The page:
Saturday, July 18, 2015
The Joy of Fan-Made Trailers
Fans of the "A Series of Unfortunate Events" book series cheered the arrival of a new teaser trailer for the new Netflix series last week. It was chock full of easter eggs, references, and fun little macabre touches. And it turns out that it was also a fake. The polished, professional looking video that was uploaded to Youtube, with its high quality special effects and prominent Netflix logo in the last shot, didn't come from Netflix. Nobody has come forward to claim the credit yet, but there's rampant speculation going on as to who is responsible.
This is just the latest of a series of fake trailers and teasers that have popped up online for highly anticipated media. Though they technically fall into a copyright gray area, fan trailers are rarely in any danger of being squashed by studios, because they're free marketing and almost always highly complimentary. "American Horror Story" has had some impressive ones, following the style of the eerie third season teasers that went viral back in 2013. Fake teasers for "Star Wars VII" and "Batman v. Superman" preceded the official ones. It's rare to find fake promos that are good enough to fool most viewers, the way the "Unfortunate Events" teaser did, but that doesn't mean that there's not still a lot of effort and ingenuity that goes into them.
Fake promos tend to fall into a few broad categories. The first are the "gotcha" videos, the ones that are trying to be mistaken for the genuine article. These are the teasers and trailers created for properties that are already in the works, that people are aware of and waiting to see. These are fairly rare, since there aren't many creators out there with the resources to turn out professional-level work, especially for the genre media that attract the most attention. There's no mystery why people create these promos, though. Teasers and trailers attract a huge amount of buzz, and can be some of the most talked about content on the internet. Look at the scrum around the release of the last "Star Wars" trailer. Heck, a few tweeted set pictures can be enough to attract a storm of media attention. The downside to the gotcha trailer is that they often aren't as fun or interesting as some of the others, because they have to toe the line of believability.
Next come the fan-made trailers for projects that don't exist yet, often for movies based on popular video games or comic book characters. Some are humorous and tongue-in-cheek, satirizing trailer tropes - SNL and College Humor regularly turn out some doozies. Others are very earnest, meant to drum up interest in a particular project or just o do something creative with a beloved piece of media. Viewers usually know these are fake from the get-go, such as last year's fan-made trailer for "Akira" with Osric Chau as Kaneda, or all the different takes on a potential "Legend of Zelda" movie we've seen over the years. My favorites have always been the rougher looking trailers put together by amateurs from the early days of the internet, the ones where you could feel the passion of everyone involved coming through, in spite of the cheap production values. While the bigger-budget entries featuring recognizable stars and professional-grade CGI effects certainly look more impressive, often they're not as much fun to watch as something like the gloriously cheesy "Grayson," which takes place in a version of the DC Universe where Robin takes matters into his own hands.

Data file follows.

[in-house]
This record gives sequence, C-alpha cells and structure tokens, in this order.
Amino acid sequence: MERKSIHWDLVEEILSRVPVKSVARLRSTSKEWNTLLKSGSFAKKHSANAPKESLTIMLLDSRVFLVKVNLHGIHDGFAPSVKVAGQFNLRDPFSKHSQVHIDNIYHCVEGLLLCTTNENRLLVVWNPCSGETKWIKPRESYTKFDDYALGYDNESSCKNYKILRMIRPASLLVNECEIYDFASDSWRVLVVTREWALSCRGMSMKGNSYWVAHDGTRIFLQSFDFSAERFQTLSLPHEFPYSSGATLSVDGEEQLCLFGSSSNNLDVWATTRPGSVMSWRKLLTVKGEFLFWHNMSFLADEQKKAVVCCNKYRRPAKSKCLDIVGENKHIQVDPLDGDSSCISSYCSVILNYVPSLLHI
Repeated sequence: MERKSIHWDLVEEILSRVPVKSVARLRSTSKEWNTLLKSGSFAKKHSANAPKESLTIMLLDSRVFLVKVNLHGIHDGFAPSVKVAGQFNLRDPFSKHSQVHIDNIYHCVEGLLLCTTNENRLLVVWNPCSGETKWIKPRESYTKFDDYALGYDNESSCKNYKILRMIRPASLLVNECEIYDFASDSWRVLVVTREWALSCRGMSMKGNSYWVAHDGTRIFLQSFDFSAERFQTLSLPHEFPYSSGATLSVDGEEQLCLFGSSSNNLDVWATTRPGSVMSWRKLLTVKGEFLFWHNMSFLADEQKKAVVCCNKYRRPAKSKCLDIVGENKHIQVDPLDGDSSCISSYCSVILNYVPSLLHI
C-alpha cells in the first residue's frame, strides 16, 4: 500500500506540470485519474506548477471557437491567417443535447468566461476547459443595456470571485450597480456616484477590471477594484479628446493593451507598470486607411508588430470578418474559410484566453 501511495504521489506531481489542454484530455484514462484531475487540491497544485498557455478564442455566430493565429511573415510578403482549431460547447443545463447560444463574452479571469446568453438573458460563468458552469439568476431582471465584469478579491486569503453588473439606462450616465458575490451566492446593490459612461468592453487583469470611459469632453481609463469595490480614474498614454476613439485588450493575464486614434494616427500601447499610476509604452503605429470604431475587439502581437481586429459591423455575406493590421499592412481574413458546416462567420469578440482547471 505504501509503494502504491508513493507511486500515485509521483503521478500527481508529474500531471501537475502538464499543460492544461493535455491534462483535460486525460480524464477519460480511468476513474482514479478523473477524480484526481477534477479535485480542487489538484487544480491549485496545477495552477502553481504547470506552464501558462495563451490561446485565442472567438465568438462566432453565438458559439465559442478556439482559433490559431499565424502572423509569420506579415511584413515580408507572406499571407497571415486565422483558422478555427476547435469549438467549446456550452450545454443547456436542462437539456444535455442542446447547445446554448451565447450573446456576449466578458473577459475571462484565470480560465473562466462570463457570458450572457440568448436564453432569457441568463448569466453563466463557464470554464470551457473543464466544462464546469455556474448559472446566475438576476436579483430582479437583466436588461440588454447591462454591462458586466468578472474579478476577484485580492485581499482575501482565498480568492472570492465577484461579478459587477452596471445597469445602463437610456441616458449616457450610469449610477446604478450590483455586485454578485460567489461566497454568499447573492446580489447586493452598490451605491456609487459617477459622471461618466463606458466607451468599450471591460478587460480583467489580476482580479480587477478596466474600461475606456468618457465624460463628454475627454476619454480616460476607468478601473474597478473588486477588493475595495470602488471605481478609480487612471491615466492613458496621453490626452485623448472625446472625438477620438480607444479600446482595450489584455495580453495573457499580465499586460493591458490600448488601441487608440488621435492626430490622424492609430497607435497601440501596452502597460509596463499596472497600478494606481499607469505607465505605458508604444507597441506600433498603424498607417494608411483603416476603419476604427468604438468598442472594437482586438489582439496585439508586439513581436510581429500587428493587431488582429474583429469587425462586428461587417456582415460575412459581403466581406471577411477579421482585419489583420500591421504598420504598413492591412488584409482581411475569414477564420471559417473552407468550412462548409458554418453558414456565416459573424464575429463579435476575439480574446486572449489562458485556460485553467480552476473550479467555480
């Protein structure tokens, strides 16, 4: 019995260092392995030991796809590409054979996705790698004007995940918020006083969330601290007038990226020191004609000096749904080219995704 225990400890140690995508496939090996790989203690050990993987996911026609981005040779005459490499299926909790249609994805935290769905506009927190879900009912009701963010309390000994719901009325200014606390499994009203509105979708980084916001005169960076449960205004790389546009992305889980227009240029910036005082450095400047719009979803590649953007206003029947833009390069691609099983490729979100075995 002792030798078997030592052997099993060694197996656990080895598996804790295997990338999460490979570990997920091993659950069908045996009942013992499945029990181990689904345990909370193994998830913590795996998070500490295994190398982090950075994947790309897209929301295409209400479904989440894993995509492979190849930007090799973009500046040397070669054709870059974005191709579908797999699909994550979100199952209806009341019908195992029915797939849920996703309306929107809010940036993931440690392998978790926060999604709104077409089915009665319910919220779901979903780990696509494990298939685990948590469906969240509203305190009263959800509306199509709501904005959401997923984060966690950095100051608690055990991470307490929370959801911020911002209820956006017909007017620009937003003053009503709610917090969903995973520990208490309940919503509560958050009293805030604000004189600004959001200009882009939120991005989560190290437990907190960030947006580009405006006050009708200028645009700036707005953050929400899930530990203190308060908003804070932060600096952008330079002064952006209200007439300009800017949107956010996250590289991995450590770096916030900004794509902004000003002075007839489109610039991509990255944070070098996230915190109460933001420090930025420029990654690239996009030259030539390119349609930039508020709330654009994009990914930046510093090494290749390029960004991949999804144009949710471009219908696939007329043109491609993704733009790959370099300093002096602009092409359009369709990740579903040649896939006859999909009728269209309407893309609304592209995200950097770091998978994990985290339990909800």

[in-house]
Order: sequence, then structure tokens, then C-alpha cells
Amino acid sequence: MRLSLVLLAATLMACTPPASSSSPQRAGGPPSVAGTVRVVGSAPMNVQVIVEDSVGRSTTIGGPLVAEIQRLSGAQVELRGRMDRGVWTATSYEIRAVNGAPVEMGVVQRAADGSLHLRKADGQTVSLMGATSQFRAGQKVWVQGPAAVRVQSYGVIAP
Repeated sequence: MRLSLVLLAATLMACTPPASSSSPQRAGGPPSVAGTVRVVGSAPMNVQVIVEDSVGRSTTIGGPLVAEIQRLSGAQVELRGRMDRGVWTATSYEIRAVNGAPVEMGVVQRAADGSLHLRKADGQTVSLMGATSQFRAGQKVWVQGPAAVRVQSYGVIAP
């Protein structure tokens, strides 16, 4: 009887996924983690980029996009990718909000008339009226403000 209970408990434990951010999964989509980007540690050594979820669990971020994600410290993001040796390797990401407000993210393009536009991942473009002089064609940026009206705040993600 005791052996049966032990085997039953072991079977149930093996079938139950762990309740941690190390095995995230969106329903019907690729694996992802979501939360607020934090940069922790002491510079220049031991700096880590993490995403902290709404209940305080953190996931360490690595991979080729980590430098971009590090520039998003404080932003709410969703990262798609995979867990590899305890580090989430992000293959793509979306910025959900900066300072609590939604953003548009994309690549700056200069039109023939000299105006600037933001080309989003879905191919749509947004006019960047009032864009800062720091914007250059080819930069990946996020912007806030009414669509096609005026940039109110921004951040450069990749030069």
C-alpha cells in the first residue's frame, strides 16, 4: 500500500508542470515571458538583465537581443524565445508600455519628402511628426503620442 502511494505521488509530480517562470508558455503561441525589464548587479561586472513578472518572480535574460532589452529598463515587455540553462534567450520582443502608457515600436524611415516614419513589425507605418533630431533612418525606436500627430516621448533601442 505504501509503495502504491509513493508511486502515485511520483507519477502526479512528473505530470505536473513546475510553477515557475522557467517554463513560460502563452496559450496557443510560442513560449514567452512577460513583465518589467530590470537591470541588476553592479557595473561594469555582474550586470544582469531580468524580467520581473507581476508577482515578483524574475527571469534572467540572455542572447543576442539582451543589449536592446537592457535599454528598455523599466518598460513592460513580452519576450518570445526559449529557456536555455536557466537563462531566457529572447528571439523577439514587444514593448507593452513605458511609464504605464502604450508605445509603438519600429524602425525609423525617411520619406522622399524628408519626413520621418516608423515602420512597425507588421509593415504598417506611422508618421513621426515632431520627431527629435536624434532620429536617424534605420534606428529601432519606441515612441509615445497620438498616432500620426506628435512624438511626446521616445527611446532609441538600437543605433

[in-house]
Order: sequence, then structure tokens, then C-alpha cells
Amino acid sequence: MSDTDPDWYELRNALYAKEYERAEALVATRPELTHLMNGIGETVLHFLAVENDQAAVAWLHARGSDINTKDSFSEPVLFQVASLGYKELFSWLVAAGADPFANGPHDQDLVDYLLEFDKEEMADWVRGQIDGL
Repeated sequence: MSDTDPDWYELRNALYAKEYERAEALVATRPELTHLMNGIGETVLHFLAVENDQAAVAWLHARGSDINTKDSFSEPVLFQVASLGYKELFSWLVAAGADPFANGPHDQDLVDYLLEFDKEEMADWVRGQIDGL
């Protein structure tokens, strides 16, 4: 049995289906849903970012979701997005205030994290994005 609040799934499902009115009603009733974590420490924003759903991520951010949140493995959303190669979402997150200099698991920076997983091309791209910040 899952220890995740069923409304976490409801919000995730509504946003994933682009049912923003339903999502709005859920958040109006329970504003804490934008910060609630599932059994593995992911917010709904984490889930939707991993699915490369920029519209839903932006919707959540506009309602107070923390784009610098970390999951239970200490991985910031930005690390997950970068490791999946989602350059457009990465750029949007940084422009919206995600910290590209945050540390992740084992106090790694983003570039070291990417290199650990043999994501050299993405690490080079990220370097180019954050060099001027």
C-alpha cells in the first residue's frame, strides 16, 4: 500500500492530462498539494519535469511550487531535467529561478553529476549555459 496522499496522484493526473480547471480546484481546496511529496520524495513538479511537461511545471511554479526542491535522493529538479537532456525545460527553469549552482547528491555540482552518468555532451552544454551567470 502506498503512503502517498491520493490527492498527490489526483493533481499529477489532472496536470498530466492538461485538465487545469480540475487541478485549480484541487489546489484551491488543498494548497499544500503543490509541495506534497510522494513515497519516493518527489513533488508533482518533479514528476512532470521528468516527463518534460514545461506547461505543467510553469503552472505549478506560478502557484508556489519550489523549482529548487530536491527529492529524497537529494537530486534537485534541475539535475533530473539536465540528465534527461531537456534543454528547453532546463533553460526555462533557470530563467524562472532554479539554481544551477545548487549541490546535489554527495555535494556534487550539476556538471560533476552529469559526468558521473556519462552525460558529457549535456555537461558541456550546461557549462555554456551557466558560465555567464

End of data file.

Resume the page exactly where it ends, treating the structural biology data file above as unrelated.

And that brings us to the last category, which is fan-made trailers for existing media, created by re-editing or recontextualizing existing footage. These are the simplest and easiest to make, but can produce great content. Some fans have fun creating crossovers between different properties, swapping genres around, or just paying homage to their favorite movies. Since the film or television show in question already exists, these are usually created by fans of the specific media itself, rather than their properties. This isn't always the case though. You might remember a fan-made trailer for "John Carter" that came from a frustrated editor who was underwhelmed by Disney's marketing campaign for the film. He cut the trailer together from all the footage that Disney had already released, and touched off a heated debate over the "John Carter" marketing strategy.
I expect that being fooled by more of these high-quality fakes will be a common occurrence in the future, as more talented creators join in the fun. There have already been several cases where creators of fan trailers got work in the industry thanks to their creations. The most recent iteration of the opening sequence of "Doctor Who," for instance, was deliberately patterned on one created by a fan - a professional graphics designer, but still a fan.